Welcome back to BTCM Research, please consider subscribing to receive these posts directly to your inbox. All our content is still free. We have delayed any plans to charge for this critical content for the time being.
It's a new week and a new update on all our charts. A few questions were posed after last week, about our general Thesis, you can find our framework outline here. To summarize, 1) terminal deflation of the existing US Dollar system, 2) bitcoin expansion to take on the traditional fiat system, 3) end of the Chinese miracle, 4) spread of decentralized technologies, 5) bearish on the European Union.
Now on to the charts...
The bitcoin price is looking very strong. I want to encourage anyone reading this who wants more detailed analysis on macro topics stemming from bitcoin, including the dollar, gold, other currencies and global markets, check out the my member letter called the Bitcoin Pulse. A new issue is coming this week where I'll discuss many technical indicators in bitcoin as well as a rundown of important fundamentals. I also give a price target for bitcoin's next move. You can sign up at bitcoinandmarkets.com.
As you can see here, bitcoin is pressing up on its All Time High and ready to break out. Historically, when bitcoin is in similar patterns, a break out is highly likely.
Dollar Index (DXY)
Quickly jumping into the dollar we can see a near term breakdown in price below the April 2nd low. However, there is plenty of room and support before testing the March high seen on the left. The levels I identified last week of resistance around 94.5 and a massive wake up call when it breaks above 95 still stand. However, the dollar looks like it wants to take its time on the way to those levels.
We hear a lot about the commodities super-cycle turning bullish, but there is still little evidence of it. After the deflationary shock of 2020 and the ensuing supply shock it caused, we would expect prices of commodities to rally as they have done, because supply is dropping faster than demand. But for a sustainable long term bullish shift in commodities the global economy must be growing, not shrinking.
Monthly chart of the Goldmand Sachs Commodities Index (GSCI) as reminder of where we are:
The GSCI is the broadest commodities index we have, below the 4 hours chart shows it did not even reach the 2018 high. Recent price action looks to be in consolidation with resistance at 476. As the dollar continues to strengthen here and the global economy risks rolling back into severe recession in 2021, we should see commodities fall.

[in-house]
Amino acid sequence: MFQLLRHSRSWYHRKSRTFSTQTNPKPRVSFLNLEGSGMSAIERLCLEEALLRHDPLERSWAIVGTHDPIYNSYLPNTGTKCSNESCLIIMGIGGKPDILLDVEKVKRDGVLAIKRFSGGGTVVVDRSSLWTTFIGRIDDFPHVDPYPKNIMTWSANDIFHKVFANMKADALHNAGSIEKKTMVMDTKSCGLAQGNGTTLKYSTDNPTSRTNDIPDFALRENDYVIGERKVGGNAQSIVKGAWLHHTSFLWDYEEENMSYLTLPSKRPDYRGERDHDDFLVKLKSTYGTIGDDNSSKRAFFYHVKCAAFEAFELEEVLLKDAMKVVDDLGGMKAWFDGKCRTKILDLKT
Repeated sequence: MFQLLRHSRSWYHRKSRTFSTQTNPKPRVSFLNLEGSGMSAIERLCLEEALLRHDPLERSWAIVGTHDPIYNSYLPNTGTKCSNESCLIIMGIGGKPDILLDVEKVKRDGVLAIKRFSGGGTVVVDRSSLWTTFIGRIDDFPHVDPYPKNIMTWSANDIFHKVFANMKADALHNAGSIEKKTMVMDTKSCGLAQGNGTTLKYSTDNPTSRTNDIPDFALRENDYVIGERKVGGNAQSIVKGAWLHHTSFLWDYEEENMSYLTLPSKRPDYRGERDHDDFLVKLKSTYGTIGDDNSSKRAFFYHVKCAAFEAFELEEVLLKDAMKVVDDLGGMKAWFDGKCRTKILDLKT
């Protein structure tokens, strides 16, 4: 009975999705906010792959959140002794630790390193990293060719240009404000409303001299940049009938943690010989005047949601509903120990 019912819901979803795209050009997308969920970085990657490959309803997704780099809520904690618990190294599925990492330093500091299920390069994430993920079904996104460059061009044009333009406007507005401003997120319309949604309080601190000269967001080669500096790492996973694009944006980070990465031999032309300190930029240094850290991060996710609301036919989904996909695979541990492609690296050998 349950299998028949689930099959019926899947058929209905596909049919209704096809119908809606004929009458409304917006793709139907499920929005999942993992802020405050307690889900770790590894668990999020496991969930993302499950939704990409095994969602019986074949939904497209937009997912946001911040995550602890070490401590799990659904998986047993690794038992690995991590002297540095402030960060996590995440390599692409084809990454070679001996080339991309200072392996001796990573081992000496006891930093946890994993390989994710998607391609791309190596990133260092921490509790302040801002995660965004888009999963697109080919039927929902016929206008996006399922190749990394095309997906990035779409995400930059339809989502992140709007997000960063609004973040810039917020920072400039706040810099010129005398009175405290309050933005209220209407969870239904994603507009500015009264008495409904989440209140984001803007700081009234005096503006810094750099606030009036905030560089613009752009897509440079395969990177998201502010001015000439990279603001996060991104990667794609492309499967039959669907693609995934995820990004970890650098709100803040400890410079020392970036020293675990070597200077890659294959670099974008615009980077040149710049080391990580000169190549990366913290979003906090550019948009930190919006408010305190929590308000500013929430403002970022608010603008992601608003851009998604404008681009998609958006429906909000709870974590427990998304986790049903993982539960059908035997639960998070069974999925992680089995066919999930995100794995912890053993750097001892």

Gold continues to struggle but has put in a nice looking double bottom. The trend is still lower, with bulls having a lot to prove. That said, I won't be surprised with a move to $1780 prior to further downside. I'm still eyeing the $1500-$1600 range as the ultimate bottom within the next few months, then a rally to new highs.
Gold is not completely dead, but it is not something I would allocate capital to instead of bitcoin.
Silver is range bound between $21 and $30. That is a very large percentage point range, making silver very volatile. I haven't run the numbers but it looks much more volatile than bitcoin. I'm more bearish on silver as a monetary metal than gold, but think it could easily outperform gold in rallies because it is a more illiquid market. Short term, I don't have a strong conviction on silver either way, however, over the next year or two I do expect it to approach $100/oz.
I've written previously that $60 is a key price for US shale production. Most operations are profitable at that price and capacity that was taken offline in 2020 will slowly come back online. Therefore, I predict that it will be hard for oil to maintain $60 for very long.
Or said another way, if global supply chains for oil remain stable, crude should gently fall for the rest of the year. I say this knowing stability in the oil market is impossible, especially as the US withdraws influence as global policeman. There will be dramatic shakeups this year that will add some upward pressure to global prices, like the recent Suez canal debacle as the Ever Green blocked 10% of global oil distribution. Despite this the oil price still fell gently over that period.
I predict prices at least hitting $50/bbl by the end of the year, if not lower. I'll write a larger piece on oil this week, so be on the look out for that.
Lastly, I'll end with a quick update on US Treasury rates. The 10 Year Treasury yield peaked last week on the day I released my chart rundown. Since then there has been weakness in yields, meaning strength in the price of the 10Y. The trend may be changing as the steepness of the rise in yields has stalled for 2 weeks now and might be rolling over as we speak.
Lower yields would fit out thesis here as the global dollar shortage rears its ugly head once again.
There is nothing unusual about how the yield curve is acting right now. It has rebounded, but all many decade long trends are still intact. No sign of imminent danger of exploding rates or to the dollar financial system.
Bitcoin moving into the dollar's territory won't make the dollar inflate. As bitcoin gobbles up market share, less USD credit will be issued meaning dollar based growth suffers and supply of global dollars shrinks.
That's it for this week. Subscribe and share.
Enjoying these posts? Subscribe for moreSubscribe now
Already have an account? Sign in